What, Where, When
This third edition of PhDs in Logic will continue the two day graduate conference format that proved successful in Ghent (2009) and Tilburg (2010). We have again invited four established logicians to do a a tutorial (two one-hour sessions) on their recent work and we will give around ten PhD students the opportunity to present either their own work or an overview of a topic of choice in logic. We will also allow for ample opportunity for talking to peers as we feel networking is especially important in interdisciplinary disciplines such as logic.
Come February 17–18th, 2011 the following tutorials will take place in Brussels.
Eric Pacuit — Logics of Informational Attitude and Informative ActionsSonja Smets — Logics for Quantum Information FlowMai Gehrke — Duality in LogicPeter Koepke — Techniques for Getting Large Cardinals in Inner Models
PhD students in logic with a background in philosophy, computer science, or mathematics are the intended audience for these tutorials. (We also want to encourage master students, first year postdocs, and logicians from other departments to apply though.)
|Registration & Coffee
|Jens Ulrik Hansen
|Sam van Gool
You are welcome to participate regardless of whether you want to do a presentation; the registration fee has been set to € 30 and includes dinner on Thursday. If you want to attend, please fill in the following form (and hit ‘Request Invitation’ once that’s done).
Made Possible By
|Jonas De Vuyst
|Jean Paul Van Bendegem
|Jean Paul Van Bendegem
Arriving in Brussels
The most convenient way to reach Brussels by plane is via Brussels Airport. From there it will take you only 15–20 minutes by train to reach the Brussels Central railway station for less than € 3. Alternatively, you can come to Brussels via the low budget Brussels Charleroi Airport. By bus, it takes approximately 50 minutes to get from there to the Brussels South railway station; a return ticket will set you back € 22 (although if you don’t have exact change, you’ll have to pay by card and they will charge you half a euro more). Note that both railway stations connect you to the Brussels metro system.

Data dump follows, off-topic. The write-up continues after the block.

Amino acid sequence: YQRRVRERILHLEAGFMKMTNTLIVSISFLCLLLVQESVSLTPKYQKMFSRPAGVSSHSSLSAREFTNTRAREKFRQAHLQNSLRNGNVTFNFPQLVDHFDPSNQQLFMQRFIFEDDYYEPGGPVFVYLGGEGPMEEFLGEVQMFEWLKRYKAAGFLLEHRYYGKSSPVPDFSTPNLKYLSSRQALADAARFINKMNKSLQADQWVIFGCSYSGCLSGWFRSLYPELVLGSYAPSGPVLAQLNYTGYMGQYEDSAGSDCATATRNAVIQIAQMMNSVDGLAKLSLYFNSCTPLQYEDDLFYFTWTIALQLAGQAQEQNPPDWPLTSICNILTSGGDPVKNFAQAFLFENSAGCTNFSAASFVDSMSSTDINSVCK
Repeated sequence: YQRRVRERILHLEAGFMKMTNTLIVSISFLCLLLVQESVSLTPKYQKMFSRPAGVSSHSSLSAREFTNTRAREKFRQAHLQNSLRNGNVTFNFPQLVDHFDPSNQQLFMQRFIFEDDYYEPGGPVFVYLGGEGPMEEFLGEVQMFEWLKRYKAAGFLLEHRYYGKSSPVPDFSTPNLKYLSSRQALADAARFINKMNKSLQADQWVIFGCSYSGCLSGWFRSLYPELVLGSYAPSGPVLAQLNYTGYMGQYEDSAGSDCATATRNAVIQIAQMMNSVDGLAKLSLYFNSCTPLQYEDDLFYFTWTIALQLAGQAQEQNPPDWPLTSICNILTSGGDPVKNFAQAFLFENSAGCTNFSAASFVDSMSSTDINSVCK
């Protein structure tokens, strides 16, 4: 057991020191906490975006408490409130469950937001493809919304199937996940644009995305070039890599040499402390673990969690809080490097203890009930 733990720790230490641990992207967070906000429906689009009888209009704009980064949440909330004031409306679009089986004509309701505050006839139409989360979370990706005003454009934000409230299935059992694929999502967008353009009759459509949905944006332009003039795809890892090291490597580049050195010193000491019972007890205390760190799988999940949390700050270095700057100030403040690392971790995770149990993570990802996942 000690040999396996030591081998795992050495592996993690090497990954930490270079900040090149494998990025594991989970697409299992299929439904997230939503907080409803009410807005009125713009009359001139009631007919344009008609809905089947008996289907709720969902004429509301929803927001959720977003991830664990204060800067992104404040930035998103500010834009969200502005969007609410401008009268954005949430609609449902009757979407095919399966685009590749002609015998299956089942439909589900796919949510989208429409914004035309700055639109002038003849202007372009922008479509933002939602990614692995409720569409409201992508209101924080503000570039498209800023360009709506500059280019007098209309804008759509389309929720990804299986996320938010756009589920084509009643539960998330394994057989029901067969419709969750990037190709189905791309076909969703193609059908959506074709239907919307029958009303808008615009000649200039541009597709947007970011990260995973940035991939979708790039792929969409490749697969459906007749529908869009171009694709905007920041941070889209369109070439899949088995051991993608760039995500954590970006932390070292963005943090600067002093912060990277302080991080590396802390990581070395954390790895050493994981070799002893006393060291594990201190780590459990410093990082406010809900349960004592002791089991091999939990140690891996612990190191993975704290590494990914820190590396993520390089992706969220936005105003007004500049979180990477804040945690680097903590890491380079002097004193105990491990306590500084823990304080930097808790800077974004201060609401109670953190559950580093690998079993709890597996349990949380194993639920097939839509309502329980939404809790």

If you plan on arriving by non-high speed train, you’ll want to book a ticket to the Brussels Central railway station. High-speed trains take you to the Brussels South railway station.
Visit USE-IT for some excellent tourist information on Brussels. Incidentally, we’ll get you one of their maps as part of your welcome package.
The conference will take place in the Palace of Academies, across the street from the Royal Palace. This location is at walking distance from the Brussels Central train station. If you want to take the metro, you have two options: Either get out at Parc/Park (lines 1/5) and cross the parc diagonally or exit at Trône/Troon (lines 2/6) and cross the wide avenue. Additionally, there are many buses that stop at Trône. You can use Google Maps or STIB.be to get more information about public transportation in Brussels. The address is 1 rue Ducale, 1000 Brussels. Look for the Rubens Auditorium.